Aethelred Eldridge

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Æthelred Eldridge (born James Edward Leonard Eldridge on April 21, 1930, in Monroe, Michigan) is an academic and avant-garde painter. He was Associate Professor at the Ohio University School of Art from 1957 until 2014. He is best known for his black and white art accompanied by esoteric writings inspired by William Blake, and the founding of a "Church of William Blake" not far from his home in Athens, Ohio. The church eventually burned down; Eldridge still claims arson[1]

Prior to teaching, he was a college football player at the University of Michigan, a pilot and an officer in the U.S. Navy.

His classes are hard to define and almost function as performance pieces. According to Ron Kroutel, professor emeritus of art at Ohio University: "the School of Art gave him his own curriculum. His style does not cleanly fit into any specific category of art."[2] Students at Ohio University will know his 50 by 80-ft mural on a wall on Seigfred Hall.[3]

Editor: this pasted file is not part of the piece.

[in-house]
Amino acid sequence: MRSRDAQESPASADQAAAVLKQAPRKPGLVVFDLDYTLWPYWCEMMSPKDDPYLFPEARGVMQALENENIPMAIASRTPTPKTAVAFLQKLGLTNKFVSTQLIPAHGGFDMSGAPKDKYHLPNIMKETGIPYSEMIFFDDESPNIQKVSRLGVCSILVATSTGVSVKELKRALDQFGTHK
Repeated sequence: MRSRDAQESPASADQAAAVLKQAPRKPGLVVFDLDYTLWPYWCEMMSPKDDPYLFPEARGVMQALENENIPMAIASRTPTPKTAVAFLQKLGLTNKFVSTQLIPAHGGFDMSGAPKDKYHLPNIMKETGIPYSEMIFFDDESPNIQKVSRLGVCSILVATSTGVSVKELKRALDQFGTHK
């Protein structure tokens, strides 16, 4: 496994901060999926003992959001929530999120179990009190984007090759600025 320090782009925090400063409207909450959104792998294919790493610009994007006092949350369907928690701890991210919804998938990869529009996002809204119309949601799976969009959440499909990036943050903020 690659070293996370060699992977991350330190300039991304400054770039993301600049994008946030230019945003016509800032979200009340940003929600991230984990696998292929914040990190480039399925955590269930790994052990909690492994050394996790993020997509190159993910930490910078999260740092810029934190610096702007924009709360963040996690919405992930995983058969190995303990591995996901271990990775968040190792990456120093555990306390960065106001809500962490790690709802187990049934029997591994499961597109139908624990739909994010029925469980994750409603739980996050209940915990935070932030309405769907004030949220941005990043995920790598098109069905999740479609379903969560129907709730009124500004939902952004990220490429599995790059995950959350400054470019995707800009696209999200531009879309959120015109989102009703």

Æthelred is listed in the Dictionary of the Avant-Gardes,[4] which characterizes his works as "self-described 'invective pamphlets' are both cryptically pedantic, and at times autobiographical, all within his own mythopoeia. ... Similar to the texts accompanying his images, his class lectures are themselves works of art. Æthelred weaves playful, sometimes invective speech tapestries with outlandish word associations, electrically charged phonetics and scrambled catchphrases that succeed or fail with his often baffled listeners."[5]


  1. ^ Gilson, Nancy (2001-10-29). "Burning Bright". Columbus Dispatch. p. 8E. 
  2. ^ McNamara, Meghan (2006-06-01). "'Prophetic' professor teaches alternative life through atypical class". The Post (Ohio University). Retrieved 2009-01-04. [dead link]
  3. ^ Royal, Tiffany; Lauren Gross; Rachel Guard (2001-02-01). "Look a little closer on your way to class". The Post (Ohio University). Archived from the original on 2007-06-24. Retrieved 2009-01-04. 
  4. ^ "Ohio University Art Professor Aethelred Eldridge Listed in 'Dictionary of the Avant-Gardes'". News & Information. Ohio University Media Services. 2000-01-04. Retrieved 2009-01-04. 
  5. ^ Peters, Michael (2001). "Aethelred Eldridge". A Dictionary of the Avant-gardes. Routledge. p. 192. ISBN 978-0-415-93764-1. Retrieved 2006-05-23.